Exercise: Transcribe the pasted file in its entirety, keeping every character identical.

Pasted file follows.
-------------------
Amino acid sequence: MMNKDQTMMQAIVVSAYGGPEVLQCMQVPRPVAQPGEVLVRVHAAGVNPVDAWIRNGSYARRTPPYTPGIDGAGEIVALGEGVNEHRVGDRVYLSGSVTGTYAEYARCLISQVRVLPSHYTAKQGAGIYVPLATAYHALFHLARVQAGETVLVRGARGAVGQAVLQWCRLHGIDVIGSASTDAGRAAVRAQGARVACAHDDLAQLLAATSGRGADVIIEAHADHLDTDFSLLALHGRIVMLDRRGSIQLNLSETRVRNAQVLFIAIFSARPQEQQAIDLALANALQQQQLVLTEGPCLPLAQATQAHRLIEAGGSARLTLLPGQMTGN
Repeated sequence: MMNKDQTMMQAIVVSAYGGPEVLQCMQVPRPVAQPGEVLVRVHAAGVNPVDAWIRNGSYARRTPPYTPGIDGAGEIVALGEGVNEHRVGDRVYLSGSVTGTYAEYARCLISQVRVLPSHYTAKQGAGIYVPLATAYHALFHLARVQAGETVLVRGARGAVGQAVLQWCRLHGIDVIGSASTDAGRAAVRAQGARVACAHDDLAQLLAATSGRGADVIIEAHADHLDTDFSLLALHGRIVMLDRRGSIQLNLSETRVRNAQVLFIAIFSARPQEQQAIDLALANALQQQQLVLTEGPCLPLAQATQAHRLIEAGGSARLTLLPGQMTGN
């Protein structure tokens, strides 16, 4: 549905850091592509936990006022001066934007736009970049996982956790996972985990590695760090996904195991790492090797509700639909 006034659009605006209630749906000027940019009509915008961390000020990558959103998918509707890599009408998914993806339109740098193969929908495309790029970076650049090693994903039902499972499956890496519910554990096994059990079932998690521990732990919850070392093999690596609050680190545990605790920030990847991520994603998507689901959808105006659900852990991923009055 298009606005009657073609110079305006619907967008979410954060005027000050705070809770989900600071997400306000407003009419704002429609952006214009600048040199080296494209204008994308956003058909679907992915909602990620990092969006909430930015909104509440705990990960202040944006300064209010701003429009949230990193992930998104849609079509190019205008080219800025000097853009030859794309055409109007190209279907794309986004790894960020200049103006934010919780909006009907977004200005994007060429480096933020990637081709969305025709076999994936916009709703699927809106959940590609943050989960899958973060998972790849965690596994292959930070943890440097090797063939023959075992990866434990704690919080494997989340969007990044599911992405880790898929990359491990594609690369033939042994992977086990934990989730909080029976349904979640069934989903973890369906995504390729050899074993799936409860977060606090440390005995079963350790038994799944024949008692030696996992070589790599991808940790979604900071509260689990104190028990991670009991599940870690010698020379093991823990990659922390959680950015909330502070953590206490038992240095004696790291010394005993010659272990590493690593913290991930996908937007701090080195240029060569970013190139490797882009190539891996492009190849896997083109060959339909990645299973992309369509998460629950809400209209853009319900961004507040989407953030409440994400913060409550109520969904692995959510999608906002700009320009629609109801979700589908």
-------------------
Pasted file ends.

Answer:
Amino acid sequence: MMNKDQTMMQAIVVSAYGGPEVLQCMQVPRPVAQPGEVLVRVHAAGVNPVDAWIRNGSYARRTPPYTPGIDGAGEIVALGEGVNEHRVGDRVYLSGSVTGTYAEYARCLISQVRVLPSHYTAKQGAGIYVPLATAYHALFHLARVQAGETVLVRGARGAVGQAVLQWCRLHGIDVIGSASTDAGRAAVRAQGARVACAHDDLAQLLAATSGRGADVIIEAHADHLDTDFSLLALHGRIVMLDRRGSIQLNLSETRVRNAQVLFIAIFSARPQEQQAIDLALANALQQQQLVLTEGPCLPLAQATQAHRLIEAGGSARLTLLPGQMTGN
Repeated sequence: MMNKDQTMMQAIVVSAYGGPEVLQCMQVPRPVAQPGEVLVRVHAAGVNPVDAWIRNGSYARRTPPYTPGIDGAGEIVALGEGVNEHRVGDRVYLSGSVTGTYAEYARCLISQVRVLPSHYTAKQGAGIYVPLATAYHALFHLARVQAGETVLVRGARGAVGQAVLQWCRLHGIDVIGSASTDAGRAAVRAQGARVACAHDDLAQLLAATSGRGADVIIEAHADHLDTDFSLLALHGRIVMLDRRGSIQLNLSETRVRNAQVLFIAIFSARPQEQQAIDLALANALQQQQLVLTEGPCLPLAQATQAHRLIEAGGSARLTLLPGQMTGN
């Protein structure tokens, strides 16, 4: 549905850091592509936990006022001066934007736009970049996982956790996972985990590695760090996904195991790492090797509700639909 006034659009605006209630749906000027940019009509915008961390000020990558959103998918509707890599009408998914993806339109740098193969929908495309790029970076650049090693994903039902499972499956890496519910554990096994059990079932998690521990732990919850070392093999690596609050680190545990605790920030990847991520994603998507689901959808105006659900852990991923009055 298009606005009657073609110079305006619907967008979410954060005027000050705070809770989900600071997400306000407003009419704002429609952006214009600048040199080296494209204008994308956003058909679907992915909602990620990092969006909430930015909104509440705990990960202040944006300064209010701003429009949230990193992930998104849609079509190019205008080219800025000097853009030859794309055409109007190209279907794309986004790894960020200049103006934010919780909006009907977004200005994007060429480096933020990637081709969305025709076999994936916009709703699927809106959940590609943050989960899958973060998972790849965690596994292959930070943890440097090797063939023959075992990866434990704690919080494997989340969007990044599911992405880790898929990359491990594609690369033939042994992977086990934990989730909080029976349904979640069934989903973890369906995504390729050899074993799936409860977060606090440390005995079963350790038994799944024949008692030696996992070589790599991808940790979604900071509260689990104190028990991670009991599940870690010698020379093991823990990659922390959680950015909330502070953590206490038992240095004696790291010394005993010659272990590493690593913290991930996908937007701090080195240029060569970013190139490797882009190539891996492009190849896997083109060959339909990645299973992309369509998460629950809400209209853009319900961004507040989407953030409440994400913060409550109520969904692995959510999608906002700009320009629609109801979700589908």